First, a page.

Ranch Ehrlo Society is breaking bread and building bonds in the community.

Participants of Ranch Ehrlo recently joined the City of Regina and members of the public to enjoy a community feast in celebration of the Mitakuyé Owâs’ā Centre, in the heart of Regina’s Heritage Neighbourhood.

“This was a great opportunity for Ranch Ehrlo to be included in the community, to ignite a relationship between the City of Regina and the Mitakuyé Owâs’ā Centre, and to let our participants know they are welcome to this new community centre,” said Jamie Lerat, Indigenous advisor at Ranch Ehrlo.

The Mitakuyé Owâs’ā Centre, which translates to “all my relations” in the Dakota language, was formerly known as the Municipal Justice Building in Regina. The property underwent significant renovation and was recently unveiled as the community’s new gathering place.

The first feast to honour the building’s rejuvenation and renaming was held on May 27th.

The feast was led by Dakota Elder, Wayne Goodwill of Standing Buffalo Dakota Nation.

While Ranch Ehrlo has been involved in community feasts throughout Regina before, this marked the first occasion that the agency’s staff and participants were involved in both a provider and participant capacity.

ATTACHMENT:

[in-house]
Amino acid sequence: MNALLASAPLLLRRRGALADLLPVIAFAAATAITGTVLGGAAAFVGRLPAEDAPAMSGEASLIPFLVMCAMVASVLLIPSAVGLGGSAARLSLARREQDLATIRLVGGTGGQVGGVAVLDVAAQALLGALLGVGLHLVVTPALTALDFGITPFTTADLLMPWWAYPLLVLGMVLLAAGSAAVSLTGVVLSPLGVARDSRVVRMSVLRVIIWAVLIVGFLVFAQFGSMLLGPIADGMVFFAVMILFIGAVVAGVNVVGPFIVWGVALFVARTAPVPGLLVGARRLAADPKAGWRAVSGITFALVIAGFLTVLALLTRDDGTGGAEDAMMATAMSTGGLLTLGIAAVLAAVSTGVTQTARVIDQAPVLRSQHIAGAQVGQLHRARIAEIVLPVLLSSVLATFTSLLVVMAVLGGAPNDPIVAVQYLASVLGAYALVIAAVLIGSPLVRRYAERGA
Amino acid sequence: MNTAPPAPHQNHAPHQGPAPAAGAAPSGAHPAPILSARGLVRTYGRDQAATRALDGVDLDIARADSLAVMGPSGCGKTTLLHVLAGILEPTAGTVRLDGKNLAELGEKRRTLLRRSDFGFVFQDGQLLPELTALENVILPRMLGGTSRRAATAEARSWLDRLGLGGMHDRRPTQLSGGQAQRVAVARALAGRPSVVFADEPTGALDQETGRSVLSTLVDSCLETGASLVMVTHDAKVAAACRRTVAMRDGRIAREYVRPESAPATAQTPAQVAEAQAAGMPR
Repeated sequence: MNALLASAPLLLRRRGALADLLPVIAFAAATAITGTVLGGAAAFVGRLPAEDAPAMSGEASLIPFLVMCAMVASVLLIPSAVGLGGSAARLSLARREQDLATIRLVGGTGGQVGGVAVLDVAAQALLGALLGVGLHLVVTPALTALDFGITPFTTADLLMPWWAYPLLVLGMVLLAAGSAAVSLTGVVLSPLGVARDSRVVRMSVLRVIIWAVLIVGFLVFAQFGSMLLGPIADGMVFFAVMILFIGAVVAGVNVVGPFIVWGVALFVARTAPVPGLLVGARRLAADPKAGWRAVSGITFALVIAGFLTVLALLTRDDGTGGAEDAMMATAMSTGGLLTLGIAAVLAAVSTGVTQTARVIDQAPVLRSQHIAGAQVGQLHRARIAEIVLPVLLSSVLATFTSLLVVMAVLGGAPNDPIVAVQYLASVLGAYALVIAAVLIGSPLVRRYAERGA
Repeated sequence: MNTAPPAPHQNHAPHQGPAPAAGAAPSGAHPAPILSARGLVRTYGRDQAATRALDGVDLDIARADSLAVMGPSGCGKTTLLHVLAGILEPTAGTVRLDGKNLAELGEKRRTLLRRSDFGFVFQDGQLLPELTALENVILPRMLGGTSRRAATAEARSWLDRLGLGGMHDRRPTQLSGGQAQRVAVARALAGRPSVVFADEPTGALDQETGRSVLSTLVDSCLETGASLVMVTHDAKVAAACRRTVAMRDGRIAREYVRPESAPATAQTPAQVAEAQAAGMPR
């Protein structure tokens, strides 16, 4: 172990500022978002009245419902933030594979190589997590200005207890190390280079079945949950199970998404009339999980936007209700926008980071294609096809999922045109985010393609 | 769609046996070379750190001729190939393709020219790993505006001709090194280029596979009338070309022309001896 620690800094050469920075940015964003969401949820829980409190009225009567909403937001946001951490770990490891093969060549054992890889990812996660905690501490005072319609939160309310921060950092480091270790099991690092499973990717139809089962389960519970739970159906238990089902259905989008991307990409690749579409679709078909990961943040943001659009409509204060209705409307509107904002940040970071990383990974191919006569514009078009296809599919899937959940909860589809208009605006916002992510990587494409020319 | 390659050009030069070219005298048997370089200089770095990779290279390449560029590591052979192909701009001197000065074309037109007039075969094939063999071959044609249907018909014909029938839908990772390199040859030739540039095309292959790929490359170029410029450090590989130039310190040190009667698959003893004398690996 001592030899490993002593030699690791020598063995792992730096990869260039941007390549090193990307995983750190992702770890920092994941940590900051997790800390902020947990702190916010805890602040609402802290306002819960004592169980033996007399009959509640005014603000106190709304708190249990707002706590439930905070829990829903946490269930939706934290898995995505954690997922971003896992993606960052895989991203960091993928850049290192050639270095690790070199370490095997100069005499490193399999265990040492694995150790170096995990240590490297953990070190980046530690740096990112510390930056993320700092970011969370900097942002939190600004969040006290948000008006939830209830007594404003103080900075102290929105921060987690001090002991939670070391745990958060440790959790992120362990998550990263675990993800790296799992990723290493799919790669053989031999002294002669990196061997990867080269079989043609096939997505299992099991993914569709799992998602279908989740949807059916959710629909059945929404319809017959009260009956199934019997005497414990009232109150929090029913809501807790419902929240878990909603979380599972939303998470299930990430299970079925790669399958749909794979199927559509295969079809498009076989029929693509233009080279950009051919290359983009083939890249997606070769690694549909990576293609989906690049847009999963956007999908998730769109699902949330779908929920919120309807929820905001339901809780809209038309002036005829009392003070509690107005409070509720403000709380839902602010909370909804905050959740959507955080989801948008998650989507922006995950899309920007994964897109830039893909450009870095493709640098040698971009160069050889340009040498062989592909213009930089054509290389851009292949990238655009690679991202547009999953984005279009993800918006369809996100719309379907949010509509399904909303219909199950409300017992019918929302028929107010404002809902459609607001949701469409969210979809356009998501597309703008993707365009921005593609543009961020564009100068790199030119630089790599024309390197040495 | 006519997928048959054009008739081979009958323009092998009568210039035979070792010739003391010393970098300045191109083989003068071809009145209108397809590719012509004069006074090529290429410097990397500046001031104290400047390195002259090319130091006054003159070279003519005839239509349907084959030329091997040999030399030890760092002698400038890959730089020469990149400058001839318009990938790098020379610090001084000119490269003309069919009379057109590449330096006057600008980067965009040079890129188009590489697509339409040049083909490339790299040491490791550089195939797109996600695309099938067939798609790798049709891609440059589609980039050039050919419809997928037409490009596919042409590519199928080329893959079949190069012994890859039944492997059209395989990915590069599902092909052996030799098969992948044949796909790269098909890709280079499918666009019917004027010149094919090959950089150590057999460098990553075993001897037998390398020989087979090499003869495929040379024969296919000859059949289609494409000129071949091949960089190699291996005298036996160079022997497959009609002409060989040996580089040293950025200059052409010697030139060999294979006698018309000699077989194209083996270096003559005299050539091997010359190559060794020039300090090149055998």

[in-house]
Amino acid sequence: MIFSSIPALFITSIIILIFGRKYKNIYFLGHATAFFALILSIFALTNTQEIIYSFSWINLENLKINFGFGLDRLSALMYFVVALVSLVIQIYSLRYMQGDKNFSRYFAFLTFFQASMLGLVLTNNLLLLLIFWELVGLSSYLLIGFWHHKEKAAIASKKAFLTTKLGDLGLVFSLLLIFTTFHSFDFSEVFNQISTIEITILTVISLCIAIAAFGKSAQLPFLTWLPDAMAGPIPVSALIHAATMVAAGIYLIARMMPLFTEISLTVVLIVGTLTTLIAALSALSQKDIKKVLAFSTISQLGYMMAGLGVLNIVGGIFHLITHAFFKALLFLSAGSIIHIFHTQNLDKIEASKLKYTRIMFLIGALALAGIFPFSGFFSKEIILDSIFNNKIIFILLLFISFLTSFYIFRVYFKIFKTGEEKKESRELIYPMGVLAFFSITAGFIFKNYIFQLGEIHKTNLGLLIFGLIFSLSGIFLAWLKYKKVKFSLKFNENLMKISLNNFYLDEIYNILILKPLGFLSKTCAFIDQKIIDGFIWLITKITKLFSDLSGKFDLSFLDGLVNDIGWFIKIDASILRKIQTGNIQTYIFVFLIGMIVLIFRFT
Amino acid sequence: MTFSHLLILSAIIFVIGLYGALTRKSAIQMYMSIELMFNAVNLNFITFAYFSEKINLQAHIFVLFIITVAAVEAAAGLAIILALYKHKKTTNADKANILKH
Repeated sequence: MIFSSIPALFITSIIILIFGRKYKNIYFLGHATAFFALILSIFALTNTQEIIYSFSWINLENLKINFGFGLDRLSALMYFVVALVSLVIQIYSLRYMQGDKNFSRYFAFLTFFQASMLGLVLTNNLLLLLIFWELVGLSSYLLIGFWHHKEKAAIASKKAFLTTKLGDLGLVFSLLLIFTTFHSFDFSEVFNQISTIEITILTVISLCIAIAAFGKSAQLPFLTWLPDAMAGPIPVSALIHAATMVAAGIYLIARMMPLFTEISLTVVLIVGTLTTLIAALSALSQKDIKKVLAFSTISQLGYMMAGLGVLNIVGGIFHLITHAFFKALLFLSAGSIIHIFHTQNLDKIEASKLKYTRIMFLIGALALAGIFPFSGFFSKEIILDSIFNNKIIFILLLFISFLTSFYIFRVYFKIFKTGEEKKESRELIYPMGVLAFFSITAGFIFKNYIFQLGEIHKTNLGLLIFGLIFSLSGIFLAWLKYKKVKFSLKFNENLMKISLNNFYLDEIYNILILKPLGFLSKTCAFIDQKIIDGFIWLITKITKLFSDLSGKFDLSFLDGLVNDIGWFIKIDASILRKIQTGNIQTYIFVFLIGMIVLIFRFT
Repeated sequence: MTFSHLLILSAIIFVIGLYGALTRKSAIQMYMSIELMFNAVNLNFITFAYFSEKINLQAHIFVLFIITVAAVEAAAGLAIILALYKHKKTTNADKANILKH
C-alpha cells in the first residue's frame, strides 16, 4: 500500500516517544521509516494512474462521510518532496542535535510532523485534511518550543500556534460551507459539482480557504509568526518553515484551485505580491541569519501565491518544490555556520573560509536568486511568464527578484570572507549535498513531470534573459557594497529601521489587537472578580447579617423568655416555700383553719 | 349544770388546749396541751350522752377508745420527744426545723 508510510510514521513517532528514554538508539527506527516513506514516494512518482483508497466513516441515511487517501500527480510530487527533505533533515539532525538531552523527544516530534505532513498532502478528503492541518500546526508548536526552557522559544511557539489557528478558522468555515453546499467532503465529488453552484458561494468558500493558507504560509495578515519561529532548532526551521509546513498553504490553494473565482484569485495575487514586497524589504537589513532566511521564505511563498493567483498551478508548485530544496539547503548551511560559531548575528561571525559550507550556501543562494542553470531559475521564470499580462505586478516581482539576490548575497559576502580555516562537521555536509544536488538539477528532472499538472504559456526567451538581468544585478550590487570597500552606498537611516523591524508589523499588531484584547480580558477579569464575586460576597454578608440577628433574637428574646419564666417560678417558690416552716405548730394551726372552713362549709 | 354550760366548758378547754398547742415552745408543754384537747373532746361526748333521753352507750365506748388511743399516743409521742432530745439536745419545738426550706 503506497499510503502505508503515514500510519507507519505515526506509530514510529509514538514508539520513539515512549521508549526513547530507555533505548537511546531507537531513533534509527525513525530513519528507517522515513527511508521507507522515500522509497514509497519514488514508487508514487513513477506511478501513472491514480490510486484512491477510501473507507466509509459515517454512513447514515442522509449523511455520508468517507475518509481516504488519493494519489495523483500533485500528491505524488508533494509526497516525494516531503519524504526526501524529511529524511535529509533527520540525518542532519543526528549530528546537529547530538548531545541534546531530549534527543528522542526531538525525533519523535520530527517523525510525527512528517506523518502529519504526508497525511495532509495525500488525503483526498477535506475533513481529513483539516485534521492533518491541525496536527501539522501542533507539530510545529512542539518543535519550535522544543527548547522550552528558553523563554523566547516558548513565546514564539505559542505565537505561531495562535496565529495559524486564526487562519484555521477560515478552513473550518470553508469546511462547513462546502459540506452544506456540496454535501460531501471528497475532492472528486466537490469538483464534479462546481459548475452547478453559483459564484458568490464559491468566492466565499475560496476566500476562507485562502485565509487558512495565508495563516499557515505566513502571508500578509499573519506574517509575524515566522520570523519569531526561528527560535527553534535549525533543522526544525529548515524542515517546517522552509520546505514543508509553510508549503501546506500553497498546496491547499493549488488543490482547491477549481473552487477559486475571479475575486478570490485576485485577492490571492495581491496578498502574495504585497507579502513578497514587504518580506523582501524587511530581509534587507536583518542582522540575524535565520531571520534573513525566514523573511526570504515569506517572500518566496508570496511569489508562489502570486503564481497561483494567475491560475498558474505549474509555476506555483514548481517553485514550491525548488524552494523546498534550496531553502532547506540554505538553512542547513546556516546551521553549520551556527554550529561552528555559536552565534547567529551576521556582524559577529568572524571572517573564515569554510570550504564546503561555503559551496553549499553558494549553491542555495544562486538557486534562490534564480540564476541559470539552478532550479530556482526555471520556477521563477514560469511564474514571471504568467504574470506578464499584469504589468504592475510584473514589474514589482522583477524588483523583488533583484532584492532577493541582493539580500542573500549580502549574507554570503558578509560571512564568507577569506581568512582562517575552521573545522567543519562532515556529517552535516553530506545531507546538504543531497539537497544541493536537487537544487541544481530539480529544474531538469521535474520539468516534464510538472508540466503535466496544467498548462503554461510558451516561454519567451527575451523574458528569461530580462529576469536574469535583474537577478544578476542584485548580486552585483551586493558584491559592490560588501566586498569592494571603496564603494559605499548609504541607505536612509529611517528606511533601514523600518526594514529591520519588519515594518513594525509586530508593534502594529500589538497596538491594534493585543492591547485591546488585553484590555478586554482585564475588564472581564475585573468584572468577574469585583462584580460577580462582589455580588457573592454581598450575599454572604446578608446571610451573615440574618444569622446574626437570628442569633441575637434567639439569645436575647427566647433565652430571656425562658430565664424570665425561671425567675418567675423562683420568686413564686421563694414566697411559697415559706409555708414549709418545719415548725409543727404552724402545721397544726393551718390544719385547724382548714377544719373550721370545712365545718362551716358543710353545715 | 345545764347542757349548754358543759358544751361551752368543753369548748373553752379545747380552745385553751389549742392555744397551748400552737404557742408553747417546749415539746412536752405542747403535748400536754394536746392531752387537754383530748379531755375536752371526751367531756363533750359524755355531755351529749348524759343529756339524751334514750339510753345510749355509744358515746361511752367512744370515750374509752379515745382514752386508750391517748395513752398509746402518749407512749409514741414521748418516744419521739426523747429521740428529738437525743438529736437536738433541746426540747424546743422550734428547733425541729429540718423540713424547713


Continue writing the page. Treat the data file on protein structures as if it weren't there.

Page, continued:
Ranch Ehrlo’s Sweet Grass Café, operated by young adults with intellectual and developmental differing abilities, worked under the direction of Chef Trevor LaValley to prepare and contribute the feast’s soups, Bannock, and rice pudding.   

Elders and kohkums at the event included some of those who have worked with and helped guide cultural programming at Ranch Ehrlo. Jamie Lerat was also in attendance, accompanied by some of Ranch Ehrlo’s senior leadership. Three youth participants were also invited as special guests, assuming the honour of serving at the feast.

“It was great for our Ranch youth and young adults to participate in such a cultural event because an opportunity like this provides a sense of belonging, and also contributes to their understanding of culture, their heritage, their purpose, and who they are.”

“It’s all about creating those community partnerships and relationships,” Jamie concluded. “It’s so important because we’re giving back to the communities whom we serve and we’re creating stronger community connections.”